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Central Pacific Financial Corp (NYSE:CPF)
Q1 2020 Earnings Call
Apr 22, 2020, 1:00 p.m. ET

Contents:

  • Prepared Remarks
  • Questions and Answers
  • Call Participants

Prepared Remarks:

Operator

Good afternoon, ladies and gentlemen. Thank you for standing by and welcome to the Central Pacific Financial Corp First Quarter 2020 Conference Call. During today's presentation, all parties will be in a listen-only mode. Following the presentation, the conference will be opened for questions. This call is being recorded and will be available for replay shortly after its completion on the company's website at www.cpb.bank. I'd like to turn the call over to Mr. David Morimoto, Executive Vice President and Chief Financial Officer. Please go ahead.

David S. Morimoto -- Executive Vice President and Chief Financial Officer

Thank you, Grant. Thank you all for joining us as we review the financial results of the first quarter of 2020 for Central Pacific Financial Corp. With me this morning are Paul Yonamine, Chairman and Chief Executive Officer; Catherine Ngo, President; Arnold Martines, Group Executive Vice President of Revenue; and Anna Hu, Executive Vice President and Chief Credit Officer. We have prepared a slide presentation that we will refer to in our remarks today. Presentation is available in the Investor Relations section of our website at cpb.bank.

During the course of today's call, management may make forward-looking statements. While we believe these statements are based on reasonable assumptions, they involve risks that may cause actual results to differ materially from those projected. For a complete discussion of the risks related to our forward-looking statements, please refer to Slide 2 of our presentation. And now I'll turn the call over to Paul.

Paul K. Yonamine -- Chairman and Chief Executive Officer

Thank you, David and good morning everyone. As always, we appreciate your interest in Central Pacific Financial Corporation. The COVID-19 pandemic is top of mind for all of us. Overall, the state of Hawaii is doing a good job at managing and containing the pandemic. Hawaii was early to put in place stay-at-home orders and mandatory curfew then quarantine. Our residents in general are abiding by government orders, as well as hygiene recommendations. Due to our geographic isolation, Hawaii was able to effectively lock down and protect the state from outside visitors with potential COVID-19 infections. We believe these measures will slow and contain the spread of COVID-19 in the state and result in a faster recovery.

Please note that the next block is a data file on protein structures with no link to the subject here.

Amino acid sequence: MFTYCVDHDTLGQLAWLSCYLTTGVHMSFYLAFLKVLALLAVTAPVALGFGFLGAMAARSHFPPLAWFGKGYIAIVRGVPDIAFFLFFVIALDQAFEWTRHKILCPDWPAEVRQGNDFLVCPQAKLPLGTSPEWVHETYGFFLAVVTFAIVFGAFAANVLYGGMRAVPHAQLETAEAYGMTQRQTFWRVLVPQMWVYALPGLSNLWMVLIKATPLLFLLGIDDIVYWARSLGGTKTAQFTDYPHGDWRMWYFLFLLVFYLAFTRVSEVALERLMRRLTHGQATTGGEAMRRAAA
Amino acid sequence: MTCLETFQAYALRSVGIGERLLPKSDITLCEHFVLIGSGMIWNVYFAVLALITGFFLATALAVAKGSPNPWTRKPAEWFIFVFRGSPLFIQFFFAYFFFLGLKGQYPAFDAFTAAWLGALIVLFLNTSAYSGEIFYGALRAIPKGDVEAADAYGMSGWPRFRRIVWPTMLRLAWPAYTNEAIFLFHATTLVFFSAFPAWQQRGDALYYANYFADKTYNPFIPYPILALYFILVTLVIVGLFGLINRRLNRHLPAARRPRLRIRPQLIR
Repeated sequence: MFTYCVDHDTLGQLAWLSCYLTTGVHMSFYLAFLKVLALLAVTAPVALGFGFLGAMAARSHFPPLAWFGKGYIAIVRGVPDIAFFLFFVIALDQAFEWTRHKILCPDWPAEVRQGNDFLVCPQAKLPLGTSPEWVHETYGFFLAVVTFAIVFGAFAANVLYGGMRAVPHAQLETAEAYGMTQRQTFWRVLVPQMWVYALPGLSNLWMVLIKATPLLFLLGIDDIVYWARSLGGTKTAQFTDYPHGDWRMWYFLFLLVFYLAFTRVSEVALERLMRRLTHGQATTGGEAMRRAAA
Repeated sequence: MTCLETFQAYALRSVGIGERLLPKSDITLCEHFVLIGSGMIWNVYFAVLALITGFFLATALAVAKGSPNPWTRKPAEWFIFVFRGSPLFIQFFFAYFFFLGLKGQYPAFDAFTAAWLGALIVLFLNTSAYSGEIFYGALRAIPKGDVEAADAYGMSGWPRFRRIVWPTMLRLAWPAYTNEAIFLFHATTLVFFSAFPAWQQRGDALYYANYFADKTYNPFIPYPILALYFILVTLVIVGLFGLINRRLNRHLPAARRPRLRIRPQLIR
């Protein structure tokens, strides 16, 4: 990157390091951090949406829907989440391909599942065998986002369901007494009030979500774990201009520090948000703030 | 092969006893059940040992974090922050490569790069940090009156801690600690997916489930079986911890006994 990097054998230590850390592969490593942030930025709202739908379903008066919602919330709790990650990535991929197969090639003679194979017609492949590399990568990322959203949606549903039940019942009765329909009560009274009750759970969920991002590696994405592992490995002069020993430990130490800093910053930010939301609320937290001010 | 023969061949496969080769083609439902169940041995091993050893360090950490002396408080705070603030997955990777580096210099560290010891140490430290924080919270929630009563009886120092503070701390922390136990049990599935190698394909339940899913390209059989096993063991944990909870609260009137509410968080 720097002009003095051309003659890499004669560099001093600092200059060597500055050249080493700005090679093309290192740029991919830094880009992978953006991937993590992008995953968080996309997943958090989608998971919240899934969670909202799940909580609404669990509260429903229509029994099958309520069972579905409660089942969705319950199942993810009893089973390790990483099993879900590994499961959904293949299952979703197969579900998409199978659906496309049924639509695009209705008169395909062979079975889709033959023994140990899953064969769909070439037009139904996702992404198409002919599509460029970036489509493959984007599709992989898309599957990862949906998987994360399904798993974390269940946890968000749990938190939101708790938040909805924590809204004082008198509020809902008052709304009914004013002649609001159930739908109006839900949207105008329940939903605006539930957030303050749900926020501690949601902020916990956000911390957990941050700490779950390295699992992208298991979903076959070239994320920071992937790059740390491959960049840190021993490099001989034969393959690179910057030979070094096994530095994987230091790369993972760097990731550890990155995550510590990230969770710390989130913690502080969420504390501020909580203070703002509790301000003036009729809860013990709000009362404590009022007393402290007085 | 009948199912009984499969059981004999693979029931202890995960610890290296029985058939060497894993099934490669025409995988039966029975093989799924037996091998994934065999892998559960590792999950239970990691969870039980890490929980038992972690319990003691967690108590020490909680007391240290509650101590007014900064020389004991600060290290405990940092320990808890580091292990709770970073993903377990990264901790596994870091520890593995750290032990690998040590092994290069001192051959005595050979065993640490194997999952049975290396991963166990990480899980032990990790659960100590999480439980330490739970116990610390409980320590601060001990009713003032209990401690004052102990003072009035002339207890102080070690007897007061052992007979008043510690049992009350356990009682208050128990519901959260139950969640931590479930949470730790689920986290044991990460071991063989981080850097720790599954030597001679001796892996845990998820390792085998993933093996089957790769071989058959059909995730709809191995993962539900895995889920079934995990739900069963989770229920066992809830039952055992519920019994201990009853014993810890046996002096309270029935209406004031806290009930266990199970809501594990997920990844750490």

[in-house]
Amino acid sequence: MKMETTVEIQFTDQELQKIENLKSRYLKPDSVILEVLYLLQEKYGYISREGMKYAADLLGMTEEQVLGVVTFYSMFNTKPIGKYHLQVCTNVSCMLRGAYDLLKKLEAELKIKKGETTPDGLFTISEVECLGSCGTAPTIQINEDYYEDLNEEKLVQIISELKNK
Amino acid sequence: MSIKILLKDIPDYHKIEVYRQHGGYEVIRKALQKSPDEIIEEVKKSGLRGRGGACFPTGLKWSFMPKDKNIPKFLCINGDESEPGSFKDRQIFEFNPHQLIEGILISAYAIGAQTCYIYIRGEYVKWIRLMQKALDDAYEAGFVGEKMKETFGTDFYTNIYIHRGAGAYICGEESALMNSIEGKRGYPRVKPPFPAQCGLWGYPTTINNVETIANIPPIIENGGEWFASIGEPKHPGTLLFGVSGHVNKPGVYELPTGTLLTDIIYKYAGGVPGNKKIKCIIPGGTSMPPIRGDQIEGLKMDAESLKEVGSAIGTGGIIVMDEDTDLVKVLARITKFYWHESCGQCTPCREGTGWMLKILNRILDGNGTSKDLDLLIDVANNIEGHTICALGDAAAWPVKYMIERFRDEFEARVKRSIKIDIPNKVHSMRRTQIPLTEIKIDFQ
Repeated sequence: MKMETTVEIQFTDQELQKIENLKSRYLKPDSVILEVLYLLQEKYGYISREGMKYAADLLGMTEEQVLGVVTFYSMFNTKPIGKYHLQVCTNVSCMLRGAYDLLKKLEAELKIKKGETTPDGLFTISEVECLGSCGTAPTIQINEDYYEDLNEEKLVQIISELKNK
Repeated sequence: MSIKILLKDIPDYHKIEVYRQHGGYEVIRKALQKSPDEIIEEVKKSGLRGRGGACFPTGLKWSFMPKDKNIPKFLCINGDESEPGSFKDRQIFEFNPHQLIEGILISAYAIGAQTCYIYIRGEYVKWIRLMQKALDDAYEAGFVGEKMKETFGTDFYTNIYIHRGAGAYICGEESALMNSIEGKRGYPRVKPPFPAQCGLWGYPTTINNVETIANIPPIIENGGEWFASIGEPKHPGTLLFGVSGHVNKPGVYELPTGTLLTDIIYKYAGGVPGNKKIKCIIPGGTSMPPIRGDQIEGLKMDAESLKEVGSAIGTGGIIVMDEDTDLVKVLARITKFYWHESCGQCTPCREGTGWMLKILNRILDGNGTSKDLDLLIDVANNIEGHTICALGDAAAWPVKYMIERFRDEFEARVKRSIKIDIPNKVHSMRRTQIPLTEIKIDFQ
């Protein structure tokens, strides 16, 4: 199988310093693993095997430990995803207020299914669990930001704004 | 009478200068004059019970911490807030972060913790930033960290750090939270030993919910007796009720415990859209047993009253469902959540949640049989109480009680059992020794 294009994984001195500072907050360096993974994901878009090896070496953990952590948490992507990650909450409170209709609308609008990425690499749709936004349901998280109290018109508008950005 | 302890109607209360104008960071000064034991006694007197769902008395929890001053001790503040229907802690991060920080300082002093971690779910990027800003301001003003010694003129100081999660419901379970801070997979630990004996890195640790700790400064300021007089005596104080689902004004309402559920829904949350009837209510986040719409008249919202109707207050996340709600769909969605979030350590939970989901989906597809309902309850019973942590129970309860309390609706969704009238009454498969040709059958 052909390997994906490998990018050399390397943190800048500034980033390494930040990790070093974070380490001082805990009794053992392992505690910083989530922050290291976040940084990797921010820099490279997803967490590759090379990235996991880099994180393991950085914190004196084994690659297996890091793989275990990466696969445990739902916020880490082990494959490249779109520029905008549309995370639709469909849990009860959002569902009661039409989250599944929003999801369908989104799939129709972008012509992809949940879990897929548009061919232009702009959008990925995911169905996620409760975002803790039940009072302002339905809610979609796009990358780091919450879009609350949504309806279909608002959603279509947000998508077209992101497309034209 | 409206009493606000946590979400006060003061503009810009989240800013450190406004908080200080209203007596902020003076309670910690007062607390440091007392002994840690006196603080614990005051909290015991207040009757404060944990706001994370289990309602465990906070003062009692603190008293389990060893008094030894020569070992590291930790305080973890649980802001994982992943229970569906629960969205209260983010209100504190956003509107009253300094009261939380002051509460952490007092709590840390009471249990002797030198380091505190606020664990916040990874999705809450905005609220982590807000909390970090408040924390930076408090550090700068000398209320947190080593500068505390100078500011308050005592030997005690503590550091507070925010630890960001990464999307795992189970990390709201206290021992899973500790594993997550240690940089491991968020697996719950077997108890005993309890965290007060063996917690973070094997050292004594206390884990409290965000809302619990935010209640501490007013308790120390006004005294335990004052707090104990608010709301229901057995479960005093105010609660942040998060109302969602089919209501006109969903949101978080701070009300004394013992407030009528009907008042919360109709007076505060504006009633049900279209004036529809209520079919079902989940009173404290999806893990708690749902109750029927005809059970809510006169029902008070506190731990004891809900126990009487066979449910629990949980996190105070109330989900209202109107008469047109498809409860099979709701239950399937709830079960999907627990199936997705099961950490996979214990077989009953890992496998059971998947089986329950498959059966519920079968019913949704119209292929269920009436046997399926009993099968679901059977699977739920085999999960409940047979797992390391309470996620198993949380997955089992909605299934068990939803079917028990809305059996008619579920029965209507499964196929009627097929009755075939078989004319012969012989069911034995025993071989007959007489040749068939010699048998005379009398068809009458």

However, with a complete tourism shut down in Hawaii, we are seeing a dramatic impact on the state's economy. We are hopeful that we will start to see visitors returning to the island in the late summer to early fall of this year, particularly from Asia as they are closer to recovery from the pandemic. Central Pacific Financial is committed to supporting our employees, customers and community during this time of crisis. Our first focus is on our employees. Safety comes first. And therefore we have temporarily closed 13 of our smaller branches to allow for adequate social distancing and our larger remaining branches. The staff from the temporarily closed branches have been redeployed to work at the remaining branches, assist other areas of the bank or make customer telephone calls. The majority of our support staff, even at the executive level, have started working remotely on a full-time or rotating basis. We believe the actions we have taken to date will allow us to meet the needs of our customers and community while ensuring the safety of all employees.

We want to assure you that we are prepared to handle this crisis. I personally led companies through prior crisis, including the 2011 Tohoku earthquake, tsunami and radiation after-effects while I was in Tokyo leading IBM, Japan and the SARs outbreak in 2002 to 2004 while I was leading BEARINGPOINT ASIA PACIFIC. Additionally, many of our key team members that helped us through the 2008 to 2009 financial crisis remain with the company and are applying the valuable lessons learned.

Despite COVID-19, our RISE2020 initiatives are continuing. The revitalization of our building headquarters is proceeding as we continue to support the local construction industry. We are also pushing ahead with our digital initiatives, including the development of our new online and mobile banking platforms and the replacement of our ATMs. Digital technology is even more critical to our business during crises like this and will remain a high priority strategy for our future. I'd like to turn the call over now to Catherine, who will share more about our business continuity plan. Catherine?